You wrap your fingers, thumbs pointed upwards, under your baby’s back, in order to lift your baby. As you pull him up towards you, you feel a sharp, shooting pain in your wrists and thumbs.
Joanne Lee, 32, had this exact experience when she became mum to Noel, 16 months. “Just weeks after he was born, I was already feeling the pain. There was a constant pain in my wrist, especially when I breastfed him in the cradle position,” she recalls. “Not only is it painful, it actually made me resent having to pick him constantly up, which made those early months very emotionally and physically difficult.”
De Quervain’s (wrist) tendonitis, or mummy thumb, affects some 50 per cent of new mothers, says hand surgeon Dr Jonathan Lee.
By the way, this condition can afflict both mummies and daddies, and even grandparents and other primary caregivers. Activities involving repetitive hand or wrist movements, such as gardening, knitting, playing a musical instrument or using a smartphone, can give rise to it.
“Mummy thumb” affects some 50 per cent of new mothers.
What is the cause?
You use two major tendons in your wrist and lower thumb when you grip, grasp, clench, pinch or wring anything in your hand, Dr Lee explains. These tendons run side by side from your forearm through the thumb side of your wrist. They normally glide smoothly through the small tunnel that connects them to the base of the thumb. “In De Quervain’s tendonitis, the gliding sheath becomes inflamed, restricting the movement, causing swelling and pain,” says Dr Lee.
Both mummy thumb and carpal tunnel syndrome are related to an increase in repetitive stresses related to childcare activities like carrying baby. But carpal tunnel syndrome is caused by the compression of the median nerve at the wrist from tendon inflammation, while mummy thumb is cause by the constriction of the tendons as they pass through the tunnel at the wrist.
New mums get “mummy thumb” because they use an improper technique to lift their babies, which strains the thumb and tendons. Says Dr Lee, “The repetitive L-shaped position of the thumb and index finger while lifting, or using the L-shaped thumb and finger position to cradle a baby’s head can cause pain and inflammation.”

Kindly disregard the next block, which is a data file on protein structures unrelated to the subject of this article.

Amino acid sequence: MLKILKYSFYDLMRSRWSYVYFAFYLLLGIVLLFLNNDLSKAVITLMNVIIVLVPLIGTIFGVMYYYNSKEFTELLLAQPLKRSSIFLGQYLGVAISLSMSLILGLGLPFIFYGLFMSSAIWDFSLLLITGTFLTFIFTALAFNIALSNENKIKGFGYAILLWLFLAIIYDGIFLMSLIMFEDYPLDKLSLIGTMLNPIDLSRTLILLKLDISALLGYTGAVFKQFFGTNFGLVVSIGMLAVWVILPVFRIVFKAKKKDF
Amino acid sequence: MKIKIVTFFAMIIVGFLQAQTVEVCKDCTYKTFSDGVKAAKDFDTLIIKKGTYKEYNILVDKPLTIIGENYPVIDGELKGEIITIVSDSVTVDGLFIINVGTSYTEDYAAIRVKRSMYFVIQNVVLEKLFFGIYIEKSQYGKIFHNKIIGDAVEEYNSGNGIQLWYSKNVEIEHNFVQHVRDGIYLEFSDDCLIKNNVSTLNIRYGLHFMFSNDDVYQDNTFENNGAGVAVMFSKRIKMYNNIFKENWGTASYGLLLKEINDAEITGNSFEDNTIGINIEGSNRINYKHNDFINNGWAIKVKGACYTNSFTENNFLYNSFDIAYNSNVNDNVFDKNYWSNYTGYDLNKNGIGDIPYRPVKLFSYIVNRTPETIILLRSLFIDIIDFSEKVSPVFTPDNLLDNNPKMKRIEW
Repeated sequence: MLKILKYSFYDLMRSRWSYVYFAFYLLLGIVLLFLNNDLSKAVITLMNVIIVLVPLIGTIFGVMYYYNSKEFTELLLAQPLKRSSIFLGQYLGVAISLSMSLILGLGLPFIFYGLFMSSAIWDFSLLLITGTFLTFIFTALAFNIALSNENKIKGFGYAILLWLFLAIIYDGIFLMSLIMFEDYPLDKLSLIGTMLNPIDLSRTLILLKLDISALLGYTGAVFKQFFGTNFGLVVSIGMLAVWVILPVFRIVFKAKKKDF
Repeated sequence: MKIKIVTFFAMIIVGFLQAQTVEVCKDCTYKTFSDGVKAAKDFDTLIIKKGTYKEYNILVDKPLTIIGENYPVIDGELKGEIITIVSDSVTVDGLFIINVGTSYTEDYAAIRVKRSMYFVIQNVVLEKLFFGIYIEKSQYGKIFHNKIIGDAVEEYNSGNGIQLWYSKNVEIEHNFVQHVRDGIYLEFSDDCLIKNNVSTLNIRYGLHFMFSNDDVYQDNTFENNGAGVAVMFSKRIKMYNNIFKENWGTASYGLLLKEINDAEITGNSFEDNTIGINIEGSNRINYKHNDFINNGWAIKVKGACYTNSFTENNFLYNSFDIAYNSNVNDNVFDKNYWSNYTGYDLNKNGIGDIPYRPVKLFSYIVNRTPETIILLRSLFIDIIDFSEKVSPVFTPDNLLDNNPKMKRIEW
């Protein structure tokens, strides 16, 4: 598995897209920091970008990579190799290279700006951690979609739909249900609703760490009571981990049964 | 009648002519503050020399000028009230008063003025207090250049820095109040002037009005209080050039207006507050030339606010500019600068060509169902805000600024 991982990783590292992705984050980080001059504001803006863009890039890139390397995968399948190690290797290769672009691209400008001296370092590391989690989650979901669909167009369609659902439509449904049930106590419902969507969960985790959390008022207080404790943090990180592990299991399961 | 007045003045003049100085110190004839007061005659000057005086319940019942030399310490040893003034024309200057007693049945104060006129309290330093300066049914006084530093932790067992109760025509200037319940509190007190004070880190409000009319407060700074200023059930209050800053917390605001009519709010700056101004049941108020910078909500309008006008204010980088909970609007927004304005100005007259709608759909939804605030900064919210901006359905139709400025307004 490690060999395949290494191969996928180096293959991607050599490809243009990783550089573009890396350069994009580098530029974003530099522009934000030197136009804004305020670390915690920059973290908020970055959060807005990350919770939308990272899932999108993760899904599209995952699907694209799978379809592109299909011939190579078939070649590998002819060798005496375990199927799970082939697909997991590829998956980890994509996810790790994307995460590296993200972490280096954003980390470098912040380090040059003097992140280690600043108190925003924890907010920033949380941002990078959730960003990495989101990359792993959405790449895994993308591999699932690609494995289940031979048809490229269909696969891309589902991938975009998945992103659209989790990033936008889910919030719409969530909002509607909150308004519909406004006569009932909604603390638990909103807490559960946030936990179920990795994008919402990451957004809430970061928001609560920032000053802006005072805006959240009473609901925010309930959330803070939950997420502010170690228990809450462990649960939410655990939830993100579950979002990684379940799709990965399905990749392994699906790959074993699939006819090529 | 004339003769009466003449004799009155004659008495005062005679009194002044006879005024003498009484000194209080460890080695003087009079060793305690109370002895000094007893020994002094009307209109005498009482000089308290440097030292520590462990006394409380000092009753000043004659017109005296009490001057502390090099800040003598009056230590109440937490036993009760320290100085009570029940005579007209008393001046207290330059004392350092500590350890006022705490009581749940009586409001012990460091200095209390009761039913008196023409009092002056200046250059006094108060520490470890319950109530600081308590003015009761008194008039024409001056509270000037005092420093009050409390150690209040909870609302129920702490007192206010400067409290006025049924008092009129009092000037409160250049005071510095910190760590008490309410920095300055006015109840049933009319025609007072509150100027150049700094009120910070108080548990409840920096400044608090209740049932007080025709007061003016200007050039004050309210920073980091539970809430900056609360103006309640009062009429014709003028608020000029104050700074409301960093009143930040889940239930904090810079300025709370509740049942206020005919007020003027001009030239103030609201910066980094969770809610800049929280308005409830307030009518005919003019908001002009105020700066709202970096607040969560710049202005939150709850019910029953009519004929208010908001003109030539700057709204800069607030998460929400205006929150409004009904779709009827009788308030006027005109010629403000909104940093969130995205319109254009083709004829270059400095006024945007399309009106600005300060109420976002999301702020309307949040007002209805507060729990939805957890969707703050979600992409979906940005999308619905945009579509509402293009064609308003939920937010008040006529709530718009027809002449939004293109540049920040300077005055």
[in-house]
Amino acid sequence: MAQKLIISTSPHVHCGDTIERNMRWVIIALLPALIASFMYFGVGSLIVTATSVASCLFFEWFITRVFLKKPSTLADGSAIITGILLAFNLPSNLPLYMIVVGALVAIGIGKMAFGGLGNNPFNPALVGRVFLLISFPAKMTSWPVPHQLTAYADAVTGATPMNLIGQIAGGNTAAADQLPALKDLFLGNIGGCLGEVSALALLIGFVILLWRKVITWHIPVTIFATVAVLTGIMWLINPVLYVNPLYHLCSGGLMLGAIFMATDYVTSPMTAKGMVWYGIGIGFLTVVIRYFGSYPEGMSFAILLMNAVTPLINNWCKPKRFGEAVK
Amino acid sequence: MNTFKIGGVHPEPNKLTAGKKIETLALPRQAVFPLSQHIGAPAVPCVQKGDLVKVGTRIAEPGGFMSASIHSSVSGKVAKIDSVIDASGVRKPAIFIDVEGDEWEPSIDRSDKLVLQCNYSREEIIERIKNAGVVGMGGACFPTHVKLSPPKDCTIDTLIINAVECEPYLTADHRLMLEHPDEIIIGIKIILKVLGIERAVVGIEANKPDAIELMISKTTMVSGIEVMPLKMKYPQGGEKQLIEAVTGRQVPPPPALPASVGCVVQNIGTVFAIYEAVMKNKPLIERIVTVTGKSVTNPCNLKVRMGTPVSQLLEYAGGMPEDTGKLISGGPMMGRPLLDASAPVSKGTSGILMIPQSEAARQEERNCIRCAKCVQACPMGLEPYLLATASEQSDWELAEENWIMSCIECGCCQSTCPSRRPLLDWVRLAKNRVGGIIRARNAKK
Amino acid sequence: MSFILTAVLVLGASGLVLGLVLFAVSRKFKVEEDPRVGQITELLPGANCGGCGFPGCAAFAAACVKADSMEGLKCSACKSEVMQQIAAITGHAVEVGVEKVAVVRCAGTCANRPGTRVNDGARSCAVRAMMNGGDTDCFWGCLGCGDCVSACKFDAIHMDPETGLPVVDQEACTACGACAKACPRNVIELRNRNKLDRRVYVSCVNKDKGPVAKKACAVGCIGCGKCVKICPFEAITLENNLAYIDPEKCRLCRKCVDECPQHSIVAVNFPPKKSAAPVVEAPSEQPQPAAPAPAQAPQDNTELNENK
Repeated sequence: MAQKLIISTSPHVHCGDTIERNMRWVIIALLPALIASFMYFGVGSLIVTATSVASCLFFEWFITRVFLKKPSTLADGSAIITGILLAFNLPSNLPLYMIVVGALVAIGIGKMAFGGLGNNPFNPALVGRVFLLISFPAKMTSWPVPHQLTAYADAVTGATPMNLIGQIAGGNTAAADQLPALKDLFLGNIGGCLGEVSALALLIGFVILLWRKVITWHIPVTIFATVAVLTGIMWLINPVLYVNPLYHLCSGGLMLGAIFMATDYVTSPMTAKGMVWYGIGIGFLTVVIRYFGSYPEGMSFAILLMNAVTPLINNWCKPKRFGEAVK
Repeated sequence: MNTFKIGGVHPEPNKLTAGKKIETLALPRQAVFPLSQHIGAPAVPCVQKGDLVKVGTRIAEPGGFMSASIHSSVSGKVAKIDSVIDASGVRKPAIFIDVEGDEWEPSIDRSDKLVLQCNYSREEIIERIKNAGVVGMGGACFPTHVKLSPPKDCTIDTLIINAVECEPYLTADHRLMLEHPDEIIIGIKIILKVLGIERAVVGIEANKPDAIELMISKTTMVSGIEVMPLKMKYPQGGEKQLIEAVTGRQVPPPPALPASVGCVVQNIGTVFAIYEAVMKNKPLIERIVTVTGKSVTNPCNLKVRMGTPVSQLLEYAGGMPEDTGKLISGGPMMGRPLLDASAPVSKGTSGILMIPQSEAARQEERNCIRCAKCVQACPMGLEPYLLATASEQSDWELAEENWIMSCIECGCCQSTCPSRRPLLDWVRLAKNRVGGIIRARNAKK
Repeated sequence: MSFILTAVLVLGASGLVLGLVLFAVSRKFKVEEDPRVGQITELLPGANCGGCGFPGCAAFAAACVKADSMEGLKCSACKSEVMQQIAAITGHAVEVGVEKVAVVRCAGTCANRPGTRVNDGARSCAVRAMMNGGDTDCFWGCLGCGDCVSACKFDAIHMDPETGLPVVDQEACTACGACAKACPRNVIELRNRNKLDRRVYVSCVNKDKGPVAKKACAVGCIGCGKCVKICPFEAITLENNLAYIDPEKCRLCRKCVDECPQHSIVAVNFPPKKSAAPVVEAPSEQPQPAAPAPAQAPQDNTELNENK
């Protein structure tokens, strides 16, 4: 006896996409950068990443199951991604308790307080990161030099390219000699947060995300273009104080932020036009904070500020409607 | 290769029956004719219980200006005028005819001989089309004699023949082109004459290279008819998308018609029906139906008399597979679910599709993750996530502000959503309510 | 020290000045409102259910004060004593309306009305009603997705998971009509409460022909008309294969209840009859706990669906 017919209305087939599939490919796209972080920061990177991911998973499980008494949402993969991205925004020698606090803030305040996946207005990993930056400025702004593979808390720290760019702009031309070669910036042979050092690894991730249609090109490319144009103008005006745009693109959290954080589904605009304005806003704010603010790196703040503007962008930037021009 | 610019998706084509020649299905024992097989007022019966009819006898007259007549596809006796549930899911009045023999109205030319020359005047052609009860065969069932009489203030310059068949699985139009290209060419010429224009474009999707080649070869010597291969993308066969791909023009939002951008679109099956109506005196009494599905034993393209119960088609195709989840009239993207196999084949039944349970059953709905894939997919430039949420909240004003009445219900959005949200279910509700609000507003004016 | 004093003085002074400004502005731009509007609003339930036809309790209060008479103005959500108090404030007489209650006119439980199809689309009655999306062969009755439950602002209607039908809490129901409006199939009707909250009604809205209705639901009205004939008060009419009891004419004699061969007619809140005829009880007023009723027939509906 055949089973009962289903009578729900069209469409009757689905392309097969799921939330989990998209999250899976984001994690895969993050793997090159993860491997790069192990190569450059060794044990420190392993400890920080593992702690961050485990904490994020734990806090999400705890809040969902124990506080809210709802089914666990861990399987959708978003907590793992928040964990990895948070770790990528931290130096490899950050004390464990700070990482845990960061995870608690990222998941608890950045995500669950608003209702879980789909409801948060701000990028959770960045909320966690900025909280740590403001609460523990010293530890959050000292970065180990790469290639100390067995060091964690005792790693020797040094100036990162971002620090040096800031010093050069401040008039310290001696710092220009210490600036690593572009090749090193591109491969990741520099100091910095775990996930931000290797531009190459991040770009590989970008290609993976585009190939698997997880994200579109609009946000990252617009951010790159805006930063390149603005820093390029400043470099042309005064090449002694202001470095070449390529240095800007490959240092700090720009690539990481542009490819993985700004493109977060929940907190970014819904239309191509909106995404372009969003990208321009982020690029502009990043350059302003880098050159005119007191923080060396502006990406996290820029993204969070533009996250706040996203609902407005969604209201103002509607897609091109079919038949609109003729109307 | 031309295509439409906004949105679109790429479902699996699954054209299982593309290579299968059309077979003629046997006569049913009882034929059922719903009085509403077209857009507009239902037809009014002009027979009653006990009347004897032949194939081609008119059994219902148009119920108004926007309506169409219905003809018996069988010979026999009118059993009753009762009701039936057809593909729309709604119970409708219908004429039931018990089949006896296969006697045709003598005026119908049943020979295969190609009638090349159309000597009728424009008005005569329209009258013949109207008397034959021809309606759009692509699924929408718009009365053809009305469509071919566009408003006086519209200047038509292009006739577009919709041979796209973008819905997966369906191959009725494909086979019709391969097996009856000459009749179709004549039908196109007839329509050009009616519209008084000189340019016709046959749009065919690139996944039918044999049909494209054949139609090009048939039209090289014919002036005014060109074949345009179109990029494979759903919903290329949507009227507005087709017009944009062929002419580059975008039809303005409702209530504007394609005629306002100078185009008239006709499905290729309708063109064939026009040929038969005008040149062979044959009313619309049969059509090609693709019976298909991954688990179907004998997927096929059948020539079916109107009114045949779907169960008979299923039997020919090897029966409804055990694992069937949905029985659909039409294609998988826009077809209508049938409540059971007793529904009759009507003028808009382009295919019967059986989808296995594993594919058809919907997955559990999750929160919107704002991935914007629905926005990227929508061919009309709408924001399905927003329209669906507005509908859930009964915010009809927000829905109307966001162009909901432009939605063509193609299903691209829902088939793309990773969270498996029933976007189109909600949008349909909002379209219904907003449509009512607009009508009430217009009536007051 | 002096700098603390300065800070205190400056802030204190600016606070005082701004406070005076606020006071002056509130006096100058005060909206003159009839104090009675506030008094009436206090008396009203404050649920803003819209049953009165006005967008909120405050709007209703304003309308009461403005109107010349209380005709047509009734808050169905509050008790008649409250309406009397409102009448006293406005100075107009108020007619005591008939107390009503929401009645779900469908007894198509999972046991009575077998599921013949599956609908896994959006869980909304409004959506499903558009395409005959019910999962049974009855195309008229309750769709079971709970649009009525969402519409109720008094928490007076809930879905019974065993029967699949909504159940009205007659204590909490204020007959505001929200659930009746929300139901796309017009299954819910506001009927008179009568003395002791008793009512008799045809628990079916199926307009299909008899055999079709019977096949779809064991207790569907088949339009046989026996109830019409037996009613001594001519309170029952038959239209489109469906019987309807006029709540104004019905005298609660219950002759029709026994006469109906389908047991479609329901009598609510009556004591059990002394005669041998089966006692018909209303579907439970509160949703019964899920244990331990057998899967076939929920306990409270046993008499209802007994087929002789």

How do you ease the condition? Click on!
The heavier the child, the more likely the condition will occur. Constantly lifting your baby from a lower position such as the ground or a crib will further increase your risk of developing “mummy thumb”. Dr Lee adds that mums over the age of 40 are also at higher risk. Plus, “hormonal changes associated with nursing and pregnancy can contribute to tendon swelling and a weaker thumb and wrist function”.
The proper way to lift your baby
We know that you can’t not pick up your child, but you can avoid “mummy thumb” by modifying your lifting technique.
- Instead of using your thumb and fingers to lift your child, place your hands on both sides of his rib cage and gently squeeze the child to lift.
- Alternatively, place one hand under your child’s bottom and another hand behind his head to hold him close and lift him.
- Make sure that you bend your knees to avoid stooping over him, so that you risk hurting your back.
The heavier the child, the more likely the condition will occur.
Dr Lee suggests ways to ease the pain.
- Modify activities Limit activities that can worsen thumb and wrist discomfort. Use the proper technique to lift your baby.
- Use a wrist brace or splint These protect and limit your thumb and wrist movement.
- Cold packs Apply for five to 15 minutes to relieve discomfort.
- Rehabilitation exercises One example is a wrist flexion. Hold a small weight in your palm facing up. Bend your wrist upward, then slowly lower the weight to the starting position. Do two sets of 15 and gradually increase the weight.
- Non-steroidal anti-inflammatory drugs Taking aspirin or ibuprofen can relieve pain, but check with your doctor.
- Cortisone injections Your doctor can administer this to reduce the tendon swelling. However, don’t do it more than twice, so as to avoid the adverse effects that may result with chronic steroid use.
- Surgery Surgery, which usually takes less than 20 minutes, can make more room for the inflamed tendons. A small incision is made under local anaesthesia. Pain relief is quick and recovery usually takes one to three weeks, and the results are permanent.
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